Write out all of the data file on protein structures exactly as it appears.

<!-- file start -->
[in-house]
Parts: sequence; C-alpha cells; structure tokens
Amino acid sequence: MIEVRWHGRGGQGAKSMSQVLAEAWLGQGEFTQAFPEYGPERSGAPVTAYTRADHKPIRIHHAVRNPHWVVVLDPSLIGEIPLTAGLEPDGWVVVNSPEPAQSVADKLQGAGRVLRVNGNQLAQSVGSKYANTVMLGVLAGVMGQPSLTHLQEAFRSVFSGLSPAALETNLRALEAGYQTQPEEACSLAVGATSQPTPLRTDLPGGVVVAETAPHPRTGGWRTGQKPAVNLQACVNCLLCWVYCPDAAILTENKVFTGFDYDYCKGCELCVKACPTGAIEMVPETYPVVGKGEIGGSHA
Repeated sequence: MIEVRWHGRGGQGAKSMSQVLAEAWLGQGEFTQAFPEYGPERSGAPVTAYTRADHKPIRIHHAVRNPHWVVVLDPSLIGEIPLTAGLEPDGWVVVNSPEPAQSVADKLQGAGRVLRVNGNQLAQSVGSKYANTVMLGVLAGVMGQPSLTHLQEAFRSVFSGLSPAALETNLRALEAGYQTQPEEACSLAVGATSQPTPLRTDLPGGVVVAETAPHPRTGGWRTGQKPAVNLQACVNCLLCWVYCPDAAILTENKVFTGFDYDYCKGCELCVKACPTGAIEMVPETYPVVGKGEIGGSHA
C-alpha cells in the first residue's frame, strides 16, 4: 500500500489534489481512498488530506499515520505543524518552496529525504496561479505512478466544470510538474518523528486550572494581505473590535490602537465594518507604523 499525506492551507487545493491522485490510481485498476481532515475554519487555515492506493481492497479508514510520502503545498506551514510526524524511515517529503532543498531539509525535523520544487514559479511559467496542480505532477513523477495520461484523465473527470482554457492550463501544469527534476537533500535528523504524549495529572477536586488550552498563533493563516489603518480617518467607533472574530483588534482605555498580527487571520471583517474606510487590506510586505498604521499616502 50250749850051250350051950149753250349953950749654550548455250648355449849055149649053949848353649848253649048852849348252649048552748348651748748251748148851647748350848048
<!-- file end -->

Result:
[in-house]
Parts: sequence; C-alpha cells; structure tokens
Amino acid sequence: MIEVRWHGRGGQGAKSMSQVLAEAWLGQGEFTQAFPEYGPERSGAPVTAYTRADHKPIRIHHAVRNPHWVVVLDPSLIGEIPLTAGLEPDGWVVVNSPEPAQSVADKLQGAGRVLRVNGNQLAQSVGSKYANTVMLGVLAGVMGQPSLTHLQEAFRSVFSGLSPAALETNLRALEAGYQTQPEEACSLAVGATSQPTPLRTDLPGGVVVAETAPHPRTGGWRTGQKPAVNLQACVNCLLCWVYCPDAAILTENKVFTGFDYDYCKGCELCVKACPTGAIEMVPETYPVVGKGEIGGSHA
Repeated sequence: MIEVRWHGRGGQGAKSMSQVLAEAWLGQGEFTQAFPEYGPERSGAPVTAYTRADHKPIRIHHAVRNPHWVVVLDPSLIGEIPLTAGLEPDGWVVVNSPEPAQSVADKLQGAGRVLRVNGNQLAQSVGSKYANTVMLGVLAGVMGQPSLTHLQEAFRSVFSGLSPAALETNLRALEAGYQTQPEEACSLAVGATSQPTPLRTDLPGGVVVAETAPHPRTGGWRTGQKPAVNLQACVNCLLCWVYCPDAAILTENKVFTGFDYDYCKGCELCVKACPTGAIEMVPETYPVVGKGEIGGSHA
C-alpha cells in the first residue's frame, strides 16, 4: 500500500489534489481512498488530506499515520505543524518552496529525504496561479505512478466544470510538474518523528486550572494581505473590535490602537465594518507604523 499525506492551507487545493491522485490510481485498476481532515475554519487555515492506493481492497479508514510520502503545498506551514510526524524511515517529503532543498531539509525535523520544487514559479511559467496542480505532477513523477495520461484523465473527470482554457492550463501544469527534476537533500535528523504524549495529572477536586488550552498563533493563516489603518480617518467607533472574530483588534482605555498580527487571520471583517474606510487590506510586505498604521499616502 50250749850051250350051950149753250349953950749654550548455250648355449849055149649053949848353649848253649048852849348252649048552748348651748748251748148851647748350848048